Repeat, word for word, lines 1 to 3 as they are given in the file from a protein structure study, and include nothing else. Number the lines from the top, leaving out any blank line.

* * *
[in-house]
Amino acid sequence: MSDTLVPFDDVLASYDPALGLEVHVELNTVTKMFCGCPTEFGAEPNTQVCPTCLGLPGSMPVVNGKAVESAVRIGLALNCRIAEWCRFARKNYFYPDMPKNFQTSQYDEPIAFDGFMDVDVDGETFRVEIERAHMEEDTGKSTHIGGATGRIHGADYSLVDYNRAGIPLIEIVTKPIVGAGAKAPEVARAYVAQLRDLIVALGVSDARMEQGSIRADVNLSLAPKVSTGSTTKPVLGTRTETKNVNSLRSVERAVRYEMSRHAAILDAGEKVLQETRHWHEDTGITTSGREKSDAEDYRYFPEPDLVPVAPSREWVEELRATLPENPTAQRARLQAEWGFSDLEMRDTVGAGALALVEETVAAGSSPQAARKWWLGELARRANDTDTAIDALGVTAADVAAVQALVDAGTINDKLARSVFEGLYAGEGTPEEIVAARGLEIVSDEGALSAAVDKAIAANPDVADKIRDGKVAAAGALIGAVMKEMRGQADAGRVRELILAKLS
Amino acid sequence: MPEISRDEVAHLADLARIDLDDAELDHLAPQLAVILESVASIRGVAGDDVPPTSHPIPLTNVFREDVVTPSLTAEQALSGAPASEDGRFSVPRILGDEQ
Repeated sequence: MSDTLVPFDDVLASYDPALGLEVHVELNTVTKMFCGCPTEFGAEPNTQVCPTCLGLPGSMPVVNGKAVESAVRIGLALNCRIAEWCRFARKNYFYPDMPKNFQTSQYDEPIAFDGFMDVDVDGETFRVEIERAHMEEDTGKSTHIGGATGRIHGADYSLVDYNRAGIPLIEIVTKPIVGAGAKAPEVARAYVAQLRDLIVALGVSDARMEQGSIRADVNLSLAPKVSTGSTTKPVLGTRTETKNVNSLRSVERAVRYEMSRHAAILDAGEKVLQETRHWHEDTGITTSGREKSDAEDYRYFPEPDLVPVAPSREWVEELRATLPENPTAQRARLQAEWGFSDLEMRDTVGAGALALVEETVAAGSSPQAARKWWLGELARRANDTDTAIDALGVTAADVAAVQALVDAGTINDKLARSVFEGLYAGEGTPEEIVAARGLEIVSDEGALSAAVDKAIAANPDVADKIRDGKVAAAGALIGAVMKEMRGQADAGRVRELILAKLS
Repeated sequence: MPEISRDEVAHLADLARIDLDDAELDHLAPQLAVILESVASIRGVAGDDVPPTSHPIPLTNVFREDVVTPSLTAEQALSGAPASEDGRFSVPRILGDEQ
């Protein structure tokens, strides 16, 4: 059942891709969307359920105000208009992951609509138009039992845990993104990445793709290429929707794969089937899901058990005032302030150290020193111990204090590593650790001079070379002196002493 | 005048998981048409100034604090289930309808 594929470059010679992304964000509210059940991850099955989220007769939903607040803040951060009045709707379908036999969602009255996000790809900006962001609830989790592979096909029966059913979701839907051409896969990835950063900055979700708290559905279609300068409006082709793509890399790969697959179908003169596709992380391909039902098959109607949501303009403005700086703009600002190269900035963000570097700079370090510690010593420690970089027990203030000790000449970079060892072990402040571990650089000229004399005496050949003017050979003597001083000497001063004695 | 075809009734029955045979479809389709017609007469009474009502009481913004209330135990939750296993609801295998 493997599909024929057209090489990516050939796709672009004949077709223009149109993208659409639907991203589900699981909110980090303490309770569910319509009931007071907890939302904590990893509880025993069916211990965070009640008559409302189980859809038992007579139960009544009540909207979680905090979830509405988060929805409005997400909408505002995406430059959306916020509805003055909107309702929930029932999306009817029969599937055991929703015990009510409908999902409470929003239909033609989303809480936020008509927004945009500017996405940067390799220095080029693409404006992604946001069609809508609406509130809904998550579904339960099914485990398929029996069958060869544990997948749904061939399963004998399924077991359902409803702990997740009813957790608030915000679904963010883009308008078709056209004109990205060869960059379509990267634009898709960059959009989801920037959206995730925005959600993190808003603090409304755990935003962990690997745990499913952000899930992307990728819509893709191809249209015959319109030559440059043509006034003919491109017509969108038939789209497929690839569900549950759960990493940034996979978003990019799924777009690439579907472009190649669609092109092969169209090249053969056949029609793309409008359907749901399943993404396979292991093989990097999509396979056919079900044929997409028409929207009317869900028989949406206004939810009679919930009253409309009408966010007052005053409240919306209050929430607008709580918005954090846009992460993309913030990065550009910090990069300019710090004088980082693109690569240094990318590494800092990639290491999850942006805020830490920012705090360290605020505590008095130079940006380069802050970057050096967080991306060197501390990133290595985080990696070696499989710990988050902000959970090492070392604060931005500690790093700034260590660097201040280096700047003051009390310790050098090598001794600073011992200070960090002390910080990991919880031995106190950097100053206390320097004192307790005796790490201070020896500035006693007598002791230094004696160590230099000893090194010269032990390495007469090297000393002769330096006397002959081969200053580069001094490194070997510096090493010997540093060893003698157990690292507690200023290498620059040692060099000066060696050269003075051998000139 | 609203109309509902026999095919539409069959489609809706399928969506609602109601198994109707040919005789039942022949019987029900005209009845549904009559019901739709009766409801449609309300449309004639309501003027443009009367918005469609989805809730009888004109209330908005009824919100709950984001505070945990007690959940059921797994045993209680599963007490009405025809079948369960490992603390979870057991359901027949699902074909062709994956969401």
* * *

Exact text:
[in-house]
Amino acid sequence: MSDTLVPFDDVLASYDPALGLEVHVELNTVTKMFCGCPTEFGAEPNTQVCPTCLGLPGSMPVVNGKAVESAVRIGLALNCRIAEWCRFARKNYFYPDMPKNFQTSQYDEPIAFDGFMDVDVDGETFRVEIERAHMEEDTGKSTHIGGATGRIHGADYSLVDYNRAGIPLIEIVTKPIVGAGAKAPEVARAYVAQLRDLIVALGVSDARMEQGSIRADVNLSLAPKVSTGSTTKPVLGTRTETKNVNSLRSVERAVRYEMSRHAAILDAGEKVLQETRHWHEDTGITTSGREKSDAEDYRYFPEPDLVPVAPSREWVEELRATLPENPTAQRARLQAEWGFSDLEMRDTVGAGALALVEETVAAGSSPQAARKWWLGELARRANDTDTAIDALGVTAADVAAVQALVDAGTINDKLARSVFEGLYAGEGTPEEIVAARGLEIVSDEGALSAAVDKAIAANPDVADKIRDGKVAAAGALIGAVMKEMRGQADAGRVRELILAKLS
Amino acid sequence: MPEISRDEVAHLADLARIDLDDAELDHLAPQLAVILESVASIRGVAGDDVPPTSHPIPLTNVFREDVVTPSLTAEQALSGAPASEDGRFSVPRILGDEQ